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PDBsum entry 2fm4

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protein links
Transferase PDB id
2fm4
Jmol
Contents
Protein chain
128 a.a. *
* Residue conservation analysis
PDB id:
2fm4
Name: Transferase
Title: Nmr structure of the phosphoryl carrier domain of pyruvate phosphate dikinase
Structure: Pyruvate, phosphate dikinase. Chain: a. Synonym: pyruvate, orthophosphate dikinase. Engineered: yes
Source: Clostridium symbiosum. Organism_taxid: 1512. Gene: ppdk. Expressed in: escherichia coli. Expression_system_taxid: 562
NMR struc: 11 models
Authors: J.B.Ames
Key ref:
Y.Lin et al. (2006). Examination of the structure, stability, and catalytic potential in the engineered phosphoryl carrier domain of pyruvate phosphate dikinase. Biochemistry, 45, 1702-1711. PubMed id: 16460017 DOI: 10.1021/bi051816l
Date:
06-Jan-06     Release date:   03-Oct-06    
PROCHECK
Go to PROCHECK summary
 Headers
 References

Protein chain
Pfam   ArchSchema ?
P22983  (PPDK_CLOSY) -  Pyruvate, phosphate dikinase
Seq:
Struc:
 
Seq:
Struc:
874 a.a.
128 a.a.
Key:    PfamA domain  Secondary structure  CATH domain

 Enzyme reactions 
   Enzyme class: E.C.2.7.9.1  - Pyruvate, phosphate dikinase.
[IntEnz]   [ExPASy]   [KEGG]   [BRENDA]
      Reaction: ATP + pyruvate + phosphate = AMP + phosphoenolpyruvate + diphosphate
ATP
+ pyruvate
+ phosphate
= AMP
+ phosphoenolpyruvate
+ diphosphate
Molecule diagrams generated from .mol files obtained from the KEGG ftp site
 Gene Ontology (GO) functional annotation 
  GO annot!
  Biological process     phosphorylation   2 terms 
  Biochemical function     transferase activity, transferring phosphorus-containing groups     2 terms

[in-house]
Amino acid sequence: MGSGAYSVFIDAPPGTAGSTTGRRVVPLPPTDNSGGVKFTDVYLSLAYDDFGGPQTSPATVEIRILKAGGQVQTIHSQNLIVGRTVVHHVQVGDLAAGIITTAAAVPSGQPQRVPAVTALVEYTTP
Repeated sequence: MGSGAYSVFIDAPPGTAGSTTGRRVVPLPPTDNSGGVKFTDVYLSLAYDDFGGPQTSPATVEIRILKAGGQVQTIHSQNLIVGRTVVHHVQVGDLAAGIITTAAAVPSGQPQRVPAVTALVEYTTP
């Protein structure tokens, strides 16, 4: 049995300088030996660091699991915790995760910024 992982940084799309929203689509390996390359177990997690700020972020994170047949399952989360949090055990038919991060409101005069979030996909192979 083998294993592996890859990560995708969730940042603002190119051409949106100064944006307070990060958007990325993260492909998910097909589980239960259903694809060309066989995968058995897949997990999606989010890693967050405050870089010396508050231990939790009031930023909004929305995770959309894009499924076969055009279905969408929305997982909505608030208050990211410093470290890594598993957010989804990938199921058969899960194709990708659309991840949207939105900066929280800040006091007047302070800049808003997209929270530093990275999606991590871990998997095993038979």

reference    
 
 
DOI no: 10.1021/bi051816l Biochemistry 45:1702-1711 (2006)
PubMed id: 16460017  
 
 
Examination of the structure, stability, and catalytic potential in the engineered phosphoryl carrier domain of pyruvate phosphate dikinase.
Y.Lin, J.D.Lusin, D.Ye, D.Dunaway-Mariano, J.B.Ames.
 
  ABSTRACT  
 
Pyruvate phosphate dikinase (PPDK) is a multidomain protein that catalyzes the interconversion of ATP, pyruvate, and phosphate with AMP, phosphoenolpyruvate (PEP), and pyrophosphate using its central domain to transport phosphoryl groups between two distant active sites. In this study, the mechanism by which the central domain moves between the two catalytic sites located on the N-terminal and C-terminal domains was probed by expressing this domain as an independent protein and measuring its structure, stability, and ability to catalyze the ATP/phosphate partial reaction in conjunction with the engineered N-terminal domain protein (residues 1-340 of the native PPDK). The encoding gene was engineered to express the central domain as residues 381-512 of the native PPDK. The central domain was purified and shown to be soluble, monomeric (13,438 Da), and stable (deltaG = 4.3 kcal/mol for unfolding in buffer at pH 7.0, 25 degrees C) and to possess native structure, as determined by multidimensional heteronuclear NMR analysis. The main chain structure of the central domain in solution aligns closely with that of the X-ray structure of native PPDK (the root-mean-square deviation is 2.2 A). Single turnover reactions of [14C]ATP and phosphate, carried out in the presence of equal concentrations of central domain and the N-terminal domain protein, did not produce the expected products, in contrast to efficient product formation observed for the N-terminal central domain construct (residues 1-553 of the native PPDK). These results are interpreted as evidence that the central domain, although solvent-compatible, must be tethered by the flexible linkers to the N-terminal domain for the productive domain-domain docking required for efficient catalysis.